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Chassman v. Zerihun

United States District Court, S.D. New York

March 6, 2017

MARGIE CHASSMAN and SAMEY GEBREMENGIST, Plaintiffs,
v.
ALEMTSEHAI ZERIHUN, Defendant.

          MEMORANDUM OPINION AND ORDER

          GREGORY H. WOODS, District Judge:

         Plaintiffs pro se Margie Chassman and Samey Gebremengist have filed an application to substitute the Ethiopian court-appointed administrator of deceased Defendant Mulugeta Bezzabeh's estate pursuant to Rule 25 of the Federal Rules of Civil Procedure. For the reasons stated below, this motion is DENIED, without prejudice to the filing of a separate action against the administrator of Mr. Bezzabeh's estate.

         I. BACKGROUND

         Plaintiffs filed this action on June 23, 2015. On March 11, 2016, counsel for Defendant Mulugeta Bezzabeh filed a letter indicating that Mr. Bezzabeh had passed away on March 10, 2016. Dkt. No. 40. In an order dated March 14, 2016, the Court construed counsel's March 11 letter as a suggestion of death under Federal Rule of Civil Procedure 25(a), and noted that by operation of the rule, “any party [could] file a motion for substitution pursuant to Rule 25(a)(1) no later than June 13, 2016.” Dkt. No. 43.

         Plaintiffs filed a motion for substitution on June 8, 2016. Dkt. No. 50. The Court denied that motion without prejudice on June 13, 2016, explaining that “Plaintiffs fail to provide any evidence in support of their motion that a representative has been appointed to administer Mr. Bezzabeh's estate or that the estate has been fully distributed to any successors.” Dkt. No. 51. Nevertheless, the Court granted Plaintiffs a thirty-day extension of time to file a renewed motion for substitution. Id. at 2.

         Plaintiffs filed a renewed motion for substitution on July 11, 2016, seeking to substitute the purported “legal heirs” of Mr. Bezzabeh, namely his wife and three children. Dkt. No. 55. The Court denied the renewed motion on August 8, 2016, for largely the same reasons that Plaintiffs' first motion for substitution was denied. Dkt. No. 62. However, in light of Plaintiffs' pro se status, the Court granted Plaintiffs leave to file a renewed motion for substitution no later than September 7, 2016. Id. at 3.

         On September 6, 2016, Plaintiffs filed a letter with the Court requesting, among other things, “an extension of time” in light of their intention to “file[] a motion in Ethiopia for purposes of compelling the heirs [] to disclose the written will.” Dkt. No. 76. The Court construed Plaintiffs' request as an application for an extension of time to file a motion for substitution with respect to Mr. Bezzabeh, which the Court denied on September 8, 2016 for failure to provide good cause for their failure to file a renewed motion by the deadline establish in the Court's July 11, 2016 order. Id. at 1-2. In the September 8 order, the Court also dismissed without prejudice Plaintiffs' action against Mr. Bezzabeh. Id. at 2.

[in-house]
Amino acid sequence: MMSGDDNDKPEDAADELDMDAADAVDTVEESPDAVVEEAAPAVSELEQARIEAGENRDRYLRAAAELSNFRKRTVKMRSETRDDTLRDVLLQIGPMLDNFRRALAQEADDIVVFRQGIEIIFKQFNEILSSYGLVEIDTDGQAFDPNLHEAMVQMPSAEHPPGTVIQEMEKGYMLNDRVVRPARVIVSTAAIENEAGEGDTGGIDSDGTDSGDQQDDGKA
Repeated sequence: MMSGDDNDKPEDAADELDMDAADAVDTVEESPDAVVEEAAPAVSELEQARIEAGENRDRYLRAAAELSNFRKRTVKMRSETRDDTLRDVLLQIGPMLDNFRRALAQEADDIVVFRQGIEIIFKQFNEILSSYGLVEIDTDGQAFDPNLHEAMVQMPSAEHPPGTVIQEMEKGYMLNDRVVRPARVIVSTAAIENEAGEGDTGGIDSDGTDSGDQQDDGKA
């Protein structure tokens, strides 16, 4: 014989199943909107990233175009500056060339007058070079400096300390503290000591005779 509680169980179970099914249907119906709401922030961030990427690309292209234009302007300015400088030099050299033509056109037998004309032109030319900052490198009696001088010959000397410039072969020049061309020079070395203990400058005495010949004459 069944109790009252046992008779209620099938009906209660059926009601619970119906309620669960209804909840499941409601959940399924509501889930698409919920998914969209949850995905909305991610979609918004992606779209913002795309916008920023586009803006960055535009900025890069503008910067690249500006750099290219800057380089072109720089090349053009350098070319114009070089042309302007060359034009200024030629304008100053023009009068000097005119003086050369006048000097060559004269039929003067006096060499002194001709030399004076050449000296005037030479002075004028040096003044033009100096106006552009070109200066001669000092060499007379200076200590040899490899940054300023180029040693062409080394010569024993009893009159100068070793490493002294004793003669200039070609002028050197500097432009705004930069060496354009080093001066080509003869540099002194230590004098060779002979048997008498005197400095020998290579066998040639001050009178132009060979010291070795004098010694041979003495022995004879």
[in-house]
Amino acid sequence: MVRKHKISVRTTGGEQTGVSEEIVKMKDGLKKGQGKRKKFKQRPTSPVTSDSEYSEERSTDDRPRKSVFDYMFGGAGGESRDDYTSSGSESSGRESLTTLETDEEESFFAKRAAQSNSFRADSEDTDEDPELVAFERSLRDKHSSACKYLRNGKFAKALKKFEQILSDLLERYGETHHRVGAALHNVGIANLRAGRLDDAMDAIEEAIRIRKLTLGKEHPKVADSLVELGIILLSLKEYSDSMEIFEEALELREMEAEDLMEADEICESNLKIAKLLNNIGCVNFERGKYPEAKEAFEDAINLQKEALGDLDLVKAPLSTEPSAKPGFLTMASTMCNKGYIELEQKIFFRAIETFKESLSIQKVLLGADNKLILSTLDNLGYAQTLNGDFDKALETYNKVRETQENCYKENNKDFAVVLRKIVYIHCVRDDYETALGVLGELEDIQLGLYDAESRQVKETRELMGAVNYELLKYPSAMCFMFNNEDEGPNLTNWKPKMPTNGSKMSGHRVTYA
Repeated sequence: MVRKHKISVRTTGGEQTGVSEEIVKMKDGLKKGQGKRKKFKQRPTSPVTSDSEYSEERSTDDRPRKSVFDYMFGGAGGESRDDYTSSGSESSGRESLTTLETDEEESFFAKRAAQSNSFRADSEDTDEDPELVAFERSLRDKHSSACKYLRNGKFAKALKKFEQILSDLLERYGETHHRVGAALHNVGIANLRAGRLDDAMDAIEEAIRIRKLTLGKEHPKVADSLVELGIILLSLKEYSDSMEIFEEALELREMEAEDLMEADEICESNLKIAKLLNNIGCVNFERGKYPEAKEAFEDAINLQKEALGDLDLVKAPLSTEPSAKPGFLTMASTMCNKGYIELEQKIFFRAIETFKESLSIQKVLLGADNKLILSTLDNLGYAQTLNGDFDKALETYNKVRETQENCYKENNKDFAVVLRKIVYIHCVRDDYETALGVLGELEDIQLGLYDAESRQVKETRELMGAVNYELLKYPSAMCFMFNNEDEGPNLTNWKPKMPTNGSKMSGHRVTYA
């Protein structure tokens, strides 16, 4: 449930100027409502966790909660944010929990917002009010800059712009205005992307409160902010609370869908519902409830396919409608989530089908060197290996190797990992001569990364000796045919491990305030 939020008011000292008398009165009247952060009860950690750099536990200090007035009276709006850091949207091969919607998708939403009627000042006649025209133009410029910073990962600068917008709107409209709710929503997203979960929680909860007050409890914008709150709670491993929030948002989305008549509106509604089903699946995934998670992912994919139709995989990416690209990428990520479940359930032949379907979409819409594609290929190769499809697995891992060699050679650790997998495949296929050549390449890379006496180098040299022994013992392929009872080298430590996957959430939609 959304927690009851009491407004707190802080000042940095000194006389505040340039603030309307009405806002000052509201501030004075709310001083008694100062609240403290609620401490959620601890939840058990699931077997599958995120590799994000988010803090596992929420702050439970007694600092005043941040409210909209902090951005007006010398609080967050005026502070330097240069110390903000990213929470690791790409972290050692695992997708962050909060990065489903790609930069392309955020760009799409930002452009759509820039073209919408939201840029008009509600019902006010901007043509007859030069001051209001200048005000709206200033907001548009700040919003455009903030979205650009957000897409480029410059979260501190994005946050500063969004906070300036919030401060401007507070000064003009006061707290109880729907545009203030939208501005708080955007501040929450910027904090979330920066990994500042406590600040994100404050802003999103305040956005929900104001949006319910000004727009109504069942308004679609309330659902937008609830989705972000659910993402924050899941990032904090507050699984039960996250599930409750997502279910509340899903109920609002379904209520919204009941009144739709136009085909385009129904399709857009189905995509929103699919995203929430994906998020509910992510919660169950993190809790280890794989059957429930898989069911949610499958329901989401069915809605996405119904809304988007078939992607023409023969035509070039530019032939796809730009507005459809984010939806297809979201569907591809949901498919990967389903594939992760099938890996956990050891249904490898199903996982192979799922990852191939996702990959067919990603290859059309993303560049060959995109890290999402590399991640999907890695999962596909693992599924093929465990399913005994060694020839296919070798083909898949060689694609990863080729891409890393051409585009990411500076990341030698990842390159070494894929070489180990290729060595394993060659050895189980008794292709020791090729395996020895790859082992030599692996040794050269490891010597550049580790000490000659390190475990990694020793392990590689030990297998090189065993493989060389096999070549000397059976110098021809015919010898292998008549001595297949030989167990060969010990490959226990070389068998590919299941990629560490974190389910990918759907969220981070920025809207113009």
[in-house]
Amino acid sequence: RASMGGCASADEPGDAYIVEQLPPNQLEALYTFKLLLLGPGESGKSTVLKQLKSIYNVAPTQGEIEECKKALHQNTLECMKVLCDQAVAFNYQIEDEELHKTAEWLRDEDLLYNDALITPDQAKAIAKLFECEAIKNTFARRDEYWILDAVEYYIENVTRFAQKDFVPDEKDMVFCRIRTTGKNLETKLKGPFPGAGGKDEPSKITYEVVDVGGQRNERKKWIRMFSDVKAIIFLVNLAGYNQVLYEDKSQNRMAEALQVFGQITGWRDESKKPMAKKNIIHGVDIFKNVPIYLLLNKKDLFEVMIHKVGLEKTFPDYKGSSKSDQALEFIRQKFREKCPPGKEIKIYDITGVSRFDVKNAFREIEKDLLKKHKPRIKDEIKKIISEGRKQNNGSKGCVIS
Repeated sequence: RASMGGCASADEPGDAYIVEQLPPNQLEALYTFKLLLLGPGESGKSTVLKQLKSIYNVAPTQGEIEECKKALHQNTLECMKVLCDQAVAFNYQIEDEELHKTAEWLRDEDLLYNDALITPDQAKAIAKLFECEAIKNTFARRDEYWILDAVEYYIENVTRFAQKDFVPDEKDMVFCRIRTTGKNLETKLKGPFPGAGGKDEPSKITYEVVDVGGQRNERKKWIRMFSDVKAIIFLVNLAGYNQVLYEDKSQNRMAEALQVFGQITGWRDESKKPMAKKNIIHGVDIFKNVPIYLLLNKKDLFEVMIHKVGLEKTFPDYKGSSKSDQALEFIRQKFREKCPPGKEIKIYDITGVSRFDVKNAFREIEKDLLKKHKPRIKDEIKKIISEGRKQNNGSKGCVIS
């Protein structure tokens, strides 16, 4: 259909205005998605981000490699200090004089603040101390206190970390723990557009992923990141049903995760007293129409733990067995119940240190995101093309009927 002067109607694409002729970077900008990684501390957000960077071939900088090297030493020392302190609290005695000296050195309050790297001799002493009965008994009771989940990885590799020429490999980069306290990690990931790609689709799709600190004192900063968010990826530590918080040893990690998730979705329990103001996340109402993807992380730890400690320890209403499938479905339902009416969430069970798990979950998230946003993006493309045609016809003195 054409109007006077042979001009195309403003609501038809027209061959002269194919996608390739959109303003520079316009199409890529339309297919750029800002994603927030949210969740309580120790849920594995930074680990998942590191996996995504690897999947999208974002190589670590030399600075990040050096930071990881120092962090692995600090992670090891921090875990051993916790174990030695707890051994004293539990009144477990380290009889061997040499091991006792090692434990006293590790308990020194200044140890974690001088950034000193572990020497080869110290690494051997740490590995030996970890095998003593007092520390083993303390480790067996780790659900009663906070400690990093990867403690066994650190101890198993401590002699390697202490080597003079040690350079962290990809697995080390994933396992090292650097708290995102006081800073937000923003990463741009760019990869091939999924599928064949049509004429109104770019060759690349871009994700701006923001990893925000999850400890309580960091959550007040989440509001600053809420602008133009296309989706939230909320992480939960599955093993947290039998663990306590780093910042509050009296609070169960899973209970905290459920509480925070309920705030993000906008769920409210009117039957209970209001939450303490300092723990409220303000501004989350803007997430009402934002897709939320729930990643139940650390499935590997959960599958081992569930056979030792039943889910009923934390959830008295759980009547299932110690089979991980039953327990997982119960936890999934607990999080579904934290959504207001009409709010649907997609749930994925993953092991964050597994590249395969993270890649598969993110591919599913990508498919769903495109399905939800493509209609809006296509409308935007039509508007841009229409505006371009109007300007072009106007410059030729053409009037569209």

On February 28, 2017, Plaintiffs filed yet another request for substitution under Rule 25. Dkt. No. 114. Plaintiffs' latest application states that they are seeking to “substitute the administrator, attorney Amaha Mekonnen” for Mr. Bezzabeh “pursuant to FRCP 25.” Id. Plaintiffs' application does not address the timeliness of their request nor the fact that the Court had previously dismissed Mr. Bezzabeh from this action.

         II. LEGAL STANDARD

         Rule 25(a)(1) of the Federal Rules of Civil Procedure provides:

If a party dies and the claim is not extinguished, the court may order substitution of the proper party. A motion for substitution may be made by any party or by the decedent's successor or representative. If the motion is not made within 90 days after service of a statement noting the death, the action by or against the decedent must be dismissed.

         As is evident on the face of the rule, a motion for substitution must be made within 90 days after the service of a statement noting the death. See also, e.g., Regalado v. Kohl's Dep't Stores, Inc., No. 13-cv-5624 (JS) (AKT), 2015 WL 8481881, at *1 (E.D.N.Y. Dec. 8, 2015); Harp v. City of New York, No. 01-cv-6604 (JGK), 2008 WL 2971702, at *2 (S.D.N.Y. July 31, 2008). In addition, the rule itself is phrased in permissive terms, and provides that a court “may, ” but is not required to, order substitution of a proper party. See, e.g., Fishman v. Cnty. of Nassau, No. 10-cv-3231 (MKB), 2013 WL 1339466, at *15 (E.D.N.Y. Apr. 1, 2013) (“The language of Rule 25 is permissive, and the decision whether to substitute parties lies within the discretion of the trial judge and he may refuse to substitute parties in an action even if one of the parties so moves.”) (quoting Natale v. Country Ford Ltd., 287 F.R.D. 135, 137 (E.D.N.Y. 2012) (brackets and internal quotation marks omitted)); U.S. ex rel. Colucci v. Beth Israel Medical Ctr., 603 F.Supp.2d 677, 684 (S.D.N.Y. 2009) (“Courts have discretion to allow substitution under Rule 25(a)(1)).

         III. DISCUSSION

         As noted above, a statement noting Mr. Bezzabeh's death was made on March 11, 2016. Plaintiffs' February 28, 2017 motion for substitution-filed 354 days after the statement of death- is plainly untimely. And the Court has been provided with no basis for further extensions of time for Plaintiffs to move for substitution. The ninety-day limit provided in Rule 25(a)(1) can be extended “for good cause pursuant to Rule 6(b), ” Bussey v. City of New York, No. 15-cv-3790 (ARR) (JO), 2016 WL 3277363, at *1 (E.D.N.Y. May 23, 2016), but Plaintiffs have not attempted to make such a showing. In any event, the Court would be inclined to exercise its discretion to deny Plaintiffs' latest substitution motion in light of the age of this case, the geographic location of the administrator of Mr. ...


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